BMW to Go All PHEV at the 2019 Geneva Motor Show
No new i models in sight but BMW proves it’s still very serious about its electric futureby Michael Fira, on
BMW, like any major automaker, will deploy a whole bunch of electric cars at the 2019 Geneva Motor Show. This isn’t surprising us at all, but what’s interesting is that the Bavarian brand chooses to concentrate on its hybrid and electric offerings, like the highly-anticipated 330e, the 745e, and the X5 xDrive45e that will share the drivetrain with the facelifted PHEV 7er.
Is the writing on the wall for gas-powered cars? The answer may still be no, but it’s clear that every big player in the automotive world wants to prove to its customers, as well as its peers and the environmental agencies, that hybrid models and all-out electric cars represent an increasing share of its offering. BMW is a leading example, not only with its i family of electric cars but also with its growing variety of hybrids. However, for those who aren’t excited about electric motors and the like, BMW will also display the tasteful M850i Individual Night Sky model under the limelight at Geneva.
Expect More and More Silent Cars from BMW in Coming Years
The 2019 Geneva Auto Show, that kicks off on March 7th, is one of the biggest shows in Europe alongside the Paris and Frankfurt Auto Shows. Last year saw 200 exhibitors from 30 countries, as well as 130 car and product premieres and over 600,000 people came to see them all. 12 months later, we’re expecting more of the same although we’re curious as to how the big fish in the auto world will try to present to us their eco-friendly image via their electric and hybrid car offering.
BMW is one of the first big fish to make its plans (at least partially) official and, glancing over the press release, you can’t help but notice the emphasis the Germans are putting on their new PHEVs in particular. Of course, we know that the BMW i4 is currently out testing in the great wide open but, until that model drops as a step above the quirky i3, let’s discuss the hybrid novelties that will fill the 3 Series range, the 7 Series range, and the X5 range too.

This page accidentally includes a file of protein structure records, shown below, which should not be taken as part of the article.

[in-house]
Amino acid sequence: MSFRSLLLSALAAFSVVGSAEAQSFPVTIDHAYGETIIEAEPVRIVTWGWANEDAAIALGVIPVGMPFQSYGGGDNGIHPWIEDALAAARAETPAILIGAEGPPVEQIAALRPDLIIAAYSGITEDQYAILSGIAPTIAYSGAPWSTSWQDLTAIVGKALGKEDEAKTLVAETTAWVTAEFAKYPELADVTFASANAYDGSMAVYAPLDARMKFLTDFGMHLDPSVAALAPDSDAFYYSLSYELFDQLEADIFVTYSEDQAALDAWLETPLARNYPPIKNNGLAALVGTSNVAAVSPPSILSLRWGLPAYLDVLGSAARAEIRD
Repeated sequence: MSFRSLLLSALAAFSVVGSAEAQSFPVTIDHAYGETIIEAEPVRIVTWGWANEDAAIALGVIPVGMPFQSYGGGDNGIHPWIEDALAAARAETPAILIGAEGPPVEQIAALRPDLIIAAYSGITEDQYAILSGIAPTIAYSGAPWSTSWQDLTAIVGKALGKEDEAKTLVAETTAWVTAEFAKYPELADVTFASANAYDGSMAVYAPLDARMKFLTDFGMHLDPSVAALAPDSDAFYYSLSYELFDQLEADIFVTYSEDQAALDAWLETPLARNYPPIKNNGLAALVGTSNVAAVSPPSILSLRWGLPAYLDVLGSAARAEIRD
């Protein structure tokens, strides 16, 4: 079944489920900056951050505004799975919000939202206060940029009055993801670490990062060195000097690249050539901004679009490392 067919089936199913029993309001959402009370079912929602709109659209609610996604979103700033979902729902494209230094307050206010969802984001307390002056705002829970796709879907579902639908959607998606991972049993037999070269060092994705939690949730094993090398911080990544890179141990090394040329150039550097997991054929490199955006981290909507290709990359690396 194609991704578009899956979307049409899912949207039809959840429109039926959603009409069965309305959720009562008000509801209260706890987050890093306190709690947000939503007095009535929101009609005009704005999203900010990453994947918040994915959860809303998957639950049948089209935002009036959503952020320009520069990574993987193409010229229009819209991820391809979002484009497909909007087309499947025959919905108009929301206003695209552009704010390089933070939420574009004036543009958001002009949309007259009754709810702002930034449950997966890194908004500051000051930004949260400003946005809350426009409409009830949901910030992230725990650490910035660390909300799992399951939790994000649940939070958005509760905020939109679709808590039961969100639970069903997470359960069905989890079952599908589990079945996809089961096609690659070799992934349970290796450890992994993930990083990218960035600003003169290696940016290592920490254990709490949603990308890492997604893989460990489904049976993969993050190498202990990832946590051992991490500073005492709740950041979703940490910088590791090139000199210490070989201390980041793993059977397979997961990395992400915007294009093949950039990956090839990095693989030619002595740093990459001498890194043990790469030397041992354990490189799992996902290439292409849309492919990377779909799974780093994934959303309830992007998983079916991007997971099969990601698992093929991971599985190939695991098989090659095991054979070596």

First off, the BMW 330e part of the newly launched G20 generation. This version has been on the lips of Bimmer fans for a while now given their expectations for it to surpass the outgoing 330e F30. For the record, the old 330e was powered by a 2.0-liter, turbocharged, four-pot with a combined output of 248 horsepower at 5,000 rpm and 310 pound-feet of torque available up until 2,500 rpm.
The electric motor (good for 87 horsepower and 184 pound-feet of torque) is placed in between the engine and the automatic 8-speed transmission.
The 7.6 kWh lithium-ion battery pack is incorporated into the floor which helps in lowering the center of gravity. According to BMW, its all-electric range doesn’t exceed 14-15 miles, and you also mustn’t surpass 75 mph or else the combustion engine kicks in.
The G20-generation 330e is obviously benefitting from all the clever stuff incorporated in the new 3 Series. The chassis is better with lift-related dampers and new steering setup, to name just a few things. Then there’s the engine. As with the F30, the gas-powered one has a capacity of 2.0-liters and the cylinder count again stops at four. There’s also a turbocharger in place and it develops 184 horsepower, four more than the F30 330e. In combination with the electric motor, the output somehow only goes up by that four extra horsepower of the combustion engine (from 248 to 252) but the torque rating is the same as before, 310 pound-feet. Where things do improve visibly is in the range department. More specifically, the G20 330 can be driven in all-electric mode for up to 37 miles, over 50% more than the F30.
Now, I’m guessing some of you are still displeased with the lack of extra power and the fact that the car still takes 6.0 seconds to reach 60 mph. Well, BMW made it possible to access 40 bonus horsepower thanks to the standard XtraBoost function. According to BMW Blog, this feature "can be engaged and used up until the battery reaches its minimum battery charge status." On top of that, "it also functions as the car’s “kick down” while in the gear selectors ’M/S’ mode." Oh, and you can also drive it in all-electric mode at speeds up to 120 mph.
That's great, but you must also consider that the old 330e had an MSRP of about $45,000 that could sound like a lot already but the G20 is bound to start at about $42,000 so expect the 330e to cost at least $50,000 given a base F30 320i is about $34,500.
Up next, let’s talk land yachts. BMW says it’ll bring not one, not two, but three PHEV versions of its freshly restyled 7 Series full-size luxury sedan. They are the 745e, 745Le, and 745Le xDrive. They are all powered by the same 3.0-liter, straight-six engine that you can get under the hood of a gas-only 740i. The combustion engine on its own develops 335 horsepower and 332 pound-feet of torque. Add the electric motor and the power figure goes up to 388 horsepower and 110 more pound-feet of torque. In spite of what is a hefty curb weight - about 4,900 pounds - these cars can sprint from a standstill to 60 mph in between 5.1 and 5.3 seconds depending on the version.